How do you expect something large like an ape to survive on a diet of radioactive cockroaches and radioactive jellyfish for thousands and thousands and thousands and thousands of years, on an earth that continues to get warmer and warmer and warmer and warmer? The time lag for Co2 and temperature is hundreds and of years - the globe will continue to warm for a VERY long time, and that's not counting feedback loops.

4.  I'm not going to lie and say I think every single human will die near term- there's going to be some idiots who go into bunkers and think they can outlast climate change.  Technically, we won't be extinct until these idiots slowly die off over the decades and centuries (I doubt they'll last that long, but hey - you never know how perserverent humans can be - they might even breed and continue to propagate under these circumstances, but again it will all be for naught as the surface will remain radioactive for centuries, if not millennia). 

I suppose it's theoretically possible that while in the bunker these folks may figure out some way to produce food, or just eat other humans in such a way that they continue to survive for decades, if not hundreds of years. 

Climate change will outlast these feeble attempts at survival.  This isn't a nuclear winter they're waiting for to end, it's the death of an entire surface of a planet.  It took millions of years for earth to recover from the permian extinction, and that extinction event took thousands of years to unfold - not 250-300.  The permian extinction also didn't include megadoses of radiation emitted in a sudden fashion.   Does it seem possible that these bunker billionaires, military personnel, and politicians, etc etc -  will be able to survive for millions of years, first underground for centuries, and then subsequently on the surface of a planet that resembles mars with no food sources other than other humans, red green algae, slime molds, and ...maybe, if they're really lucky - some cockroaches, nematodes, and poisonous species of jellyfish?

I think not.

I recently watched the movie downsizing with Matt Damon. In the movie the world was ending due to methane release. So all the little people moved into an underground complex beneath a mountain. With trees and light and crops. So basically it was a city underground providing all human needs. And in the movie it said it would keep that population alive for 8,000 years, until the world was livable again. Maybe we can do that but on a much bigger scale?? Sounds better than a bunker imo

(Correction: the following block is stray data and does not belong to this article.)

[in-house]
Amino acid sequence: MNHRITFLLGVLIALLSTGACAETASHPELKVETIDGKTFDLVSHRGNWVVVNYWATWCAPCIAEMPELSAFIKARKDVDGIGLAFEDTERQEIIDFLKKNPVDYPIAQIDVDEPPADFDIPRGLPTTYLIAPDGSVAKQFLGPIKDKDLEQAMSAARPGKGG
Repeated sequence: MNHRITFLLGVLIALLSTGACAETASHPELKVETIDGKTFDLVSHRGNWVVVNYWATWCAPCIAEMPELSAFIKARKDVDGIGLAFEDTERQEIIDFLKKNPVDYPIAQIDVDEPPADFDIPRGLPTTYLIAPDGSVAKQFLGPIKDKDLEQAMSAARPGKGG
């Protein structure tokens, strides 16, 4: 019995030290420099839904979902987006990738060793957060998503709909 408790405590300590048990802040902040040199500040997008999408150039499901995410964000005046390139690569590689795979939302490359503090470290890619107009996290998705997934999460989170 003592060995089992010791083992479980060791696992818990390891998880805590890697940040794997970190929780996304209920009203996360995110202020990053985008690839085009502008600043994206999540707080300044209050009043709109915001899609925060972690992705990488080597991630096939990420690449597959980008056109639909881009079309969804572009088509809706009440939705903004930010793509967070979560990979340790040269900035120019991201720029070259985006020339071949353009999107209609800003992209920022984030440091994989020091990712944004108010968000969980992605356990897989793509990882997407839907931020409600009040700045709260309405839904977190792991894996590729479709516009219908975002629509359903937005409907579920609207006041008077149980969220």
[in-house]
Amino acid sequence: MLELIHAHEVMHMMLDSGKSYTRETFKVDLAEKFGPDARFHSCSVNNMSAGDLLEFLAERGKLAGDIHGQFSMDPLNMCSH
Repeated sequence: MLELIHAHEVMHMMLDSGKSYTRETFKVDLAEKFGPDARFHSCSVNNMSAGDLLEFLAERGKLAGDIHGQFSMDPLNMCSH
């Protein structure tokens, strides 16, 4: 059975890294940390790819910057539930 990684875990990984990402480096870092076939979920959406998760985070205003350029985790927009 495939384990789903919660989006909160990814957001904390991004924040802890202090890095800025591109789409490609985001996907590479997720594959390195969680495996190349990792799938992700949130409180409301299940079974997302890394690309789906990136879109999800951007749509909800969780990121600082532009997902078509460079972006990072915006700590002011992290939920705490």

Consequences / Re: Near Term Human Extinction
« on: February 24, 2018, 04:03:28 AM »
I think one thing we can all agree on is we are walking into a scary world.

Consequences / Re: Near Term Human Extinction
« on: February 23, 2018, 10:03:00 PM »
We may be extinct in 10 years, we may not be. One thing we need to remember is the future is impossible to predict 100%.

Consequences / Re: Near Term Human Extinction
« on: February 21, 2018, 08:29:14 PM »
I personally think a collapse is coming. Our population is in overdrive, and you can bet that while our population is growing, nothing will get better. Nature is gonna do us good. I also personally think Guy McPherson is mostly on point with what he says. I think the time scale part of it is a bit extreme but i think it will happen sometime between now and 2050. I think scaremongering is not the right way to put it. more like scareawareness. Our whole way of living is not connected with nature, and that alone has ad consequences. Humans can't live on earth without the right climate, habitat, and air to breath. Considering the highest tempurature humans have ever been thru on earth was 3.3 C above current baseline, once we go beyond that.......Not to mention how the animals, plants, and insects will respond. Human extinction? Idk maybe....but you can count on billions of people to die.

Consequences / Re: Near Term Human Extinction
« on: February 21, 2018, 12:28:20 PM »
The conversation about human extinction is the conversation no one wants to have, but i think its one we need to have. We need to live with our mistakes, and act as if death is near. We all have things and people we love.... I'm sure. If we are gonna be extinct in 10 years, then shouldnt we be living life with love, and peace. Even if the whole human extinction thing turns out to be pure rubbish, whats so bad about leaving the world a better place than before.

Consequences / Re: Near Term Human Extinction
« on: February 20, 2018, 10:26:24 PM »
As I understand it, geront, the people that are claiming such things  assume that aerosols are blocking much more insolation than most models admit so that removing them suddenly (as may happen at least partially in a major global economic crash) would lead to a pretty immediate jump in global (atmospheric) temps of about 2 C. Another assumption is that such a sudden and drastic jump would rapidly trigger major and rapid carbon feedbacks of various sorts (tundra, other soils, massive wild fires...)

It all seems to me like too many assumptions that everything will always happen at or beyond the high end of the catastrophically bad side of the best current predictions...

but on the other hand that has pretty much been the trend recently  :-\

I think part of the problem in making ^ assumptions is that a very substantial proportion of aerosols are generated from home industry and agriculture in developing countries. It is unlikely that any major global economic crisis is going to effect these staples of human history and while China + The West could see rapid reductions, if you actually check any satellite map of the globe, you can see that the largest producers of dirty aerosols are actually all generally quite close to the Equator (Sub-Saharan Africa and India).